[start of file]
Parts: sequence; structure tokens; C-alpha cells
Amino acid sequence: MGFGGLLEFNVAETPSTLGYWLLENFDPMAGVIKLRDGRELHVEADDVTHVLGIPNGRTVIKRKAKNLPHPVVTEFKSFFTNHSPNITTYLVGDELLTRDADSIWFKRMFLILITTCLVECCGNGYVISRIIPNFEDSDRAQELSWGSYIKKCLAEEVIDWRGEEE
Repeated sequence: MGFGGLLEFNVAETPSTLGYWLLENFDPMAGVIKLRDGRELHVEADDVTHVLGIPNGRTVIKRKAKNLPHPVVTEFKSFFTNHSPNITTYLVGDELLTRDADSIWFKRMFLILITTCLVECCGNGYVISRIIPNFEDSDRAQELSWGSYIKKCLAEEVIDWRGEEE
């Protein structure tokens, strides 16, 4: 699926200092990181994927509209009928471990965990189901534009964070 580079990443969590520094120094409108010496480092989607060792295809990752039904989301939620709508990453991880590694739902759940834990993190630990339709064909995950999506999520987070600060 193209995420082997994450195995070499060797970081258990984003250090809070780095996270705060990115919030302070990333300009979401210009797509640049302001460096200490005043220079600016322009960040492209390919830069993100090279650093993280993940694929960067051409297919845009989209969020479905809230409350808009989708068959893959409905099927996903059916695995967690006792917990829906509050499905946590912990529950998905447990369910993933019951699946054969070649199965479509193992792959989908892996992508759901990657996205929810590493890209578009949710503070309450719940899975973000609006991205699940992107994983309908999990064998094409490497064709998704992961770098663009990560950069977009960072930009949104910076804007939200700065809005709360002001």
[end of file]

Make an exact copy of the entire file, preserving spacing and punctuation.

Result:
Parts: sequence; structure tokens; C-alpha cells
Amino acid sequence: MGFGGLLEFNVAETPSTLGYWLLENFDPMAGVIKLRDGRELHVEADDVTHVLGIPNGRTVIKRKAKNLPHPVVTEFKSFFTNHSPNITTYLVGDELLTRDADSIWFKRMFLILITTCLVECCGNGYVISRIIPNFEDSDRAQELSWGSYIKKCLAEEVIDWRGEEE
Repeated sequence: MGFGGLLEFNVAETPSTLGYWLLENFDPMAGVIKLRDGRELHVEADDVTHVLGIPNGRTVIKRKAKNLPHPVVTEFKSFFTNHSPNITTYLVGDELLTRDADSIWFKRMFLILITTCLVECCGNGYVISRIIPNFEDSDRAQELSWGSYIKKCLAEEVIDWRGEEE
């Protein structure tokens, strides 16, 4: 699926200092990181994927509209009928471990965990189901534009964070 580079990443969590520094120094409108010496480092989607060792295809990752039904989301939620709508990453991880590694739902759940834990993190630990339709064909995950999506999520987070600060 193209995420082997994450195995070499060797970081258990984003250090809070780095996270705060990115919030302070990333300009979401210009797509640049302001460096200490005043220079600016322009960040492209390919830069993100090279650093993280993940694929960067051409297919845009989209969020479905809230409350808009989708068959893959409905099927996903059916695995967690006792917990829906509050499905946590912990529950998905447990369910993933019951699946054969070649199965479509193992792959989908892996992508759901990657996205929810590493890209578009949710503070309450719940899975973000609006991205699940992107994983309908999990064998094409490497064709998704992961770098663009990560950069977009960072930009949104910076804007939200700065809005709360002001």